Impressive mix of classic architecture and cutting-edge interior design
Located away from the most touristy areas of Granada
Painted ceilings — worth the crick in the neck you’ll get from staring in awe
What To Know
The spa is small, so book your treatments in advance
Granada’s premier tourist spot, the Alhambra, is always crowded, so plan on going early in the morning or in the evening (it’s also a bit of a hike to get up there)
Dreamer's Rooms start at a snug 215 square feet
Parking on site
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Beautifully restored 19th-century palace with minimalist interiors, a serene spa and a top-notch tapas restaurant
Andalusia is studded with boutique hotels in lovingly restored historic buildings, and with the Palacio de los Patos, the Hospes group has added its own unique 21st-century twist to one of Granada’s mid-19th-century gems. Almost everything is in a subtle shade of white, alabaster or gray, set off in just the right places by a hint of a darker hue. The effect is atmospheric. This is a spot where you’ll actually want to hang out — and maybe absorb some design inspiration, too.
Bed & Bath
Although the guestrooms can be snug (Dreamer's Rooms start at 215 square feet), the modern decor, geometric themes and whitewashed walls keep things gorgeous enough that you won’t notice. Besides, Andalusia’s weather is conducive to lingering in the hotel’s tranquil gardens with a drink or a good book. The guestrooms in the older part of the hotel have loads of character and plenty of original features, including plasterwork ceilings and elaborate friezes. Some come with arched windows or dome ceilings, and all have air conditioning, hardwood floors, flat-screen TVs and free WiFi.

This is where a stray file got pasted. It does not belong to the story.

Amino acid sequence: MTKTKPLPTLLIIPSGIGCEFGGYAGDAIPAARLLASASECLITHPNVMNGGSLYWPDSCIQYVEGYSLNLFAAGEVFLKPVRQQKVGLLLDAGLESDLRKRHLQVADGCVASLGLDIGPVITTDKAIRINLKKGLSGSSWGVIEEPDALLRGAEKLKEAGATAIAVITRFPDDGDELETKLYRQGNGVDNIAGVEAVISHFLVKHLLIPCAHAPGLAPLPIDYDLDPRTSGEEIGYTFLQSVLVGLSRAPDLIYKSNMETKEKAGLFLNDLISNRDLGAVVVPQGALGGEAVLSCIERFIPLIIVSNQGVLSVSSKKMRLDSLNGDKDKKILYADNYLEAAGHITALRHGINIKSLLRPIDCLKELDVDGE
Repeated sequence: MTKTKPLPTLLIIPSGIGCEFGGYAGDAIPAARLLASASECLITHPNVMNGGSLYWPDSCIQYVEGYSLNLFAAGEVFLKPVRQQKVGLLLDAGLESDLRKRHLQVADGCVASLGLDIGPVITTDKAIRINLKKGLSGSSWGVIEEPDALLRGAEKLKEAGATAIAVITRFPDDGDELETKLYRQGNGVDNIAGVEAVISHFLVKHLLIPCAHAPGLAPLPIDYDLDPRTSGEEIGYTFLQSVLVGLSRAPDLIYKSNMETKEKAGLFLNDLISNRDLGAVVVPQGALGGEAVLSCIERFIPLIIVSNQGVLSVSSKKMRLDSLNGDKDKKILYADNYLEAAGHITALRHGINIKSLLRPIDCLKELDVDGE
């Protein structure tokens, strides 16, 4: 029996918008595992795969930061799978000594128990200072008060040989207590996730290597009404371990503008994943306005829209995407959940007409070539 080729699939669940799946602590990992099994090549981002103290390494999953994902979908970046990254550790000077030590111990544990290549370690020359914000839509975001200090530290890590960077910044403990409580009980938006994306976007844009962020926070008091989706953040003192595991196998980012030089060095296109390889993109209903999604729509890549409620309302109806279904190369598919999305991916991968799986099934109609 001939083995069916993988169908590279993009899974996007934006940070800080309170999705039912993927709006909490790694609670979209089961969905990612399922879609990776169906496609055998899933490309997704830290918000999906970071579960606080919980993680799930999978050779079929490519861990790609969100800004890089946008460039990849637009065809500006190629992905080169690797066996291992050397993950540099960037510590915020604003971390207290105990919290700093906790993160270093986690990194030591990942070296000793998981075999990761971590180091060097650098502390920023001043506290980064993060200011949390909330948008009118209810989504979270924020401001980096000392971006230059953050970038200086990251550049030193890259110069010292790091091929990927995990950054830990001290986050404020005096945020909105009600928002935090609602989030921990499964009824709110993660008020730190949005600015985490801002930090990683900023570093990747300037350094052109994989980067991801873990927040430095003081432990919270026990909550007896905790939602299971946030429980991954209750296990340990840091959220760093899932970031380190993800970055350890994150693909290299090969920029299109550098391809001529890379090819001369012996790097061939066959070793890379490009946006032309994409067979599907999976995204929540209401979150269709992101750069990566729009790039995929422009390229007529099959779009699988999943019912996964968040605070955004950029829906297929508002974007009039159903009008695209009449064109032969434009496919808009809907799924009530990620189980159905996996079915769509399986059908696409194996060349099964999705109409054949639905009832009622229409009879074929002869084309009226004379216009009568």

After hiking up and around the Alhambra, by far Granada’s top sight, recharge with a treatment at the hotel's Bodyna spa (the ayurvedic massage is a decadent delight). This part of Spain is famous for long lunches and evenings fueled by tapas and endless glasses of wine. The restaurant, Los Patos, answers the call with dishes like tiny grilled Motril squid and roasted San Pedro fish with polenta. And for dessert: licorice or lemon verbena ice cream.
In the Area
Granada (not to mention the rest of Andalusia) has its own style of cooking, and there’s a wide choice of bars and restaurants in the city. Top spots include Sevilla, Raro de Luna, La Oliva and Damasqueros. The Alhambra, the Generalife gardens and the old quarter of Albaycin mark the high points of Arabic rule in Andalusia. But Granada also has a rich Jewish and Christian heritage and boasts some of Spain’s finest buildings. Book a walking tour or a private guide to learn the inside story. After all that walking, try an authentic Arabian bathhouse experience with a steam and massage at Hammam Al Andalus.